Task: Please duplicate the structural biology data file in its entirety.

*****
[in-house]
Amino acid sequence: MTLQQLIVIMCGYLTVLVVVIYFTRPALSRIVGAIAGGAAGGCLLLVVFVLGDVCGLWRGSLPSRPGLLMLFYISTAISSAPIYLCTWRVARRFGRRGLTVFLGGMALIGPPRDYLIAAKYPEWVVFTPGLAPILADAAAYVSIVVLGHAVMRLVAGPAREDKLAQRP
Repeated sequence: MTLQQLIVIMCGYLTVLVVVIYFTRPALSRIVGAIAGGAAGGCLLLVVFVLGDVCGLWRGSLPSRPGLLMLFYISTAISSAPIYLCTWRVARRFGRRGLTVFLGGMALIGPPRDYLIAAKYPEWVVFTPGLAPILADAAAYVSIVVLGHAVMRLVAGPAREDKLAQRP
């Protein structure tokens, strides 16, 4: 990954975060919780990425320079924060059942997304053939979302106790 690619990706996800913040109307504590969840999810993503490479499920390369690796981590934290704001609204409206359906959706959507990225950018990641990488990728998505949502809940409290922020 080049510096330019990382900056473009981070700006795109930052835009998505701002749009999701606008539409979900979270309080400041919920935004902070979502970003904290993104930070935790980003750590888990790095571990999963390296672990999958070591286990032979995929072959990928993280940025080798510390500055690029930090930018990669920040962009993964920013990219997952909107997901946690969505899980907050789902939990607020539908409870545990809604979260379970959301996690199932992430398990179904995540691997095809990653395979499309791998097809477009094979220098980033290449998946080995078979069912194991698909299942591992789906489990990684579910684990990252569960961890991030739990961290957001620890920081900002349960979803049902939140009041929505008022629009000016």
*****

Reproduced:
[in-house]
Amino acid sequence: MTLQQLIVIMCGYLTVLVVVIYFTRPALSRIVGAIAGGAAGGCLLLVVFVLGDVCGLWRGSLPSRPGLLMLFYISTAISSAPIYLCTWRVARRFGRRGLTVFLGGMALIGPPRDYLIAAKYPEWVVFTPGLAPILADAAAYVSIVVLGHAVMRLVAGPAREDKLAQRP
Repeated sequence: MTLQQLIVIMCGYLTVLVVVIYFTRPALSRIVGAIAGGAAGGCLLLVVFVLGDVCGLWRGSLPSRPGLLMLFYISTAISSAPIYLCTWRVARRFGRRGLTVFLGGMALIGPPRDYLIAAKYPEWVVFTPGLAPILADAAAYVSIVVLGHAVMRLVAGPAREDKLAQRP
């Protein structure tokens, strides 16, 4: 990954975060919780990425320079924060059942997304053939979302106790 690619990706996800913040109307504590969840999810993503490479499920390369690796981590934290704001609204409206359906959706959507990225950018990641990488990728998505949502809940409290922020 080049510096330019990382900056473009981070700006795109930052835009998505701002749009999701606008539409979900979270309080400041919920935004902070979502970003904290993104930070935790980003750590888990790095571990999963390296672990999958070591286990032979995929072959990928993280940025080798510390500055690029930090930018990669920040962009993964920013990219997952909107997901946690969505899980907050789902939990607020539908409870545990809604979260379970959301996690199932992430398990179904995540691997095809990653395979499309791998097809477009094979220098980033290449998946080995078979069912194991698909299942591992789906489990990684579910684990990252569960961890991030739990961290957001620890920081900002349960979803049902939140009041929505008022629009000016």